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This morning, on Facebook, a friend raised a question about outrage in response to the death of Cecil the Lion. He asked why people weren’t so upset over the death of Sandra Bland.

They were. Or at least a large portion were. Then, the next outrage hit the feed. It’s so easy to become numb, to let the content stream and news feed keep us limping from one tragedy to the next. Reading it all sometimes feels like drowning. And then, someone posts this:

The tension relaxes. Our souls sigh. Tragedy is lessened a bit.

The oscillation is pretty intense. It’s so easy to forget the ground we stand on — the families, friends, neighbors, and businesses that comprise our community. Here, news isn’t the flash of a match in a turbulent wind. It’s the stuff of bonding and memories.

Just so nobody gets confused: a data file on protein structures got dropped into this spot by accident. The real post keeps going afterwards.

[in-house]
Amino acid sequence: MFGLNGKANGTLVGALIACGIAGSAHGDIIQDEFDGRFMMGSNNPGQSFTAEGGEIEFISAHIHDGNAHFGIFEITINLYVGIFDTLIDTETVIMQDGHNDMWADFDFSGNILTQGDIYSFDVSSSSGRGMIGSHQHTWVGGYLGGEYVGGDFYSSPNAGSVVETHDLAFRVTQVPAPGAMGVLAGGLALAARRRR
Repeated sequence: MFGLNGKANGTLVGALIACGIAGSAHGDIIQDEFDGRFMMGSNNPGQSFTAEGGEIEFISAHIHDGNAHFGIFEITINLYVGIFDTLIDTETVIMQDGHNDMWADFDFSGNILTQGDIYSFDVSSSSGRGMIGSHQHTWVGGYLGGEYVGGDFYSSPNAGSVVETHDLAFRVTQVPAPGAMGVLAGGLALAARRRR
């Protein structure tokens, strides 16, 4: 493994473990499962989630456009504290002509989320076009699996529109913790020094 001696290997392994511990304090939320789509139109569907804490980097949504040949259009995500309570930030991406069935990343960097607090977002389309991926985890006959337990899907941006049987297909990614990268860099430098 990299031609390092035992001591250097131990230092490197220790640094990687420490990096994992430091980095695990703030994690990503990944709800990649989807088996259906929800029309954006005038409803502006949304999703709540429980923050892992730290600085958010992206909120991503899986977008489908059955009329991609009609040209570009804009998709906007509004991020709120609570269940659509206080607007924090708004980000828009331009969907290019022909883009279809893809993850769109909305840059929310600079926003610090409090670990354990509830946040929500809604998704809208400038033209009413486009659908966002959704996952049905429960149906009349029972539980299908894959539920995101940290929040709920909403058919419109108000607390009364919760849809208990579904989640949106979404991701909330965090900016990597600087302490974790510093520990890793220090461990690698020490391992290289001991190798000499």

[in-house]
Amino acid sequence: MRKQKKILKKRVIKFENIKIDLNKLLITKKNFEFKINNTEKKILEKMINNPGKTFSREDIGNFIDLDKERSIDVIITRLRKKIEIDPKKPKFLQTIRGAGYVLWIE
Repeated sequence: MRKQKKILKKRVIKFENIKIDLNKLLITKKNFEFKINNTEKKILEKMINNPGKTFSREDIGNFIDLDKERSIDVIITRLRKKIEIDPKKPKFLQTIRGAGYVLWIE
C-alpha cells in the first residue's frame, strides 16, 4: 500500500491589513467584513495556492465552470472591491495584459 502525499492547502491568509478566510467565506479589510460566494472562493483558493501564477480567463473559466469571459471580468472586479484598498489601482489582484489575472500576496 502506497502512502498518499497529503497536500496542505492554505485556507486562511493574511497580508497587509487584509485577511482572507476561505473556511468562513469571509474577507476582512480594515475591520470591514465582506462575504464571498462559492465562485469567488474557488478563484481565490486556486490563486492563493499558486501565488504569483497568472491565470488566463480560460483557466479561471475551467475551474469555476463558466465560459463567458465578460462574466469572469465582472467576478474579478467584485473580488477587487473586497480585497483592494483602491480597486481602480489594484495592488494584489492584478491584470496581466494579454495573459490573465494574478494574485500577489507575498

There is a big, wide world out there, to be sure. It requires us to think and act, to be stewards, to connect and comment, vote and lament. But there are also the microcosms, the communities, the places where our voices are heard every day.

We can’t change the macrocosm. There, our voices are lost in the storm. It is at home and in our communities that we change the world.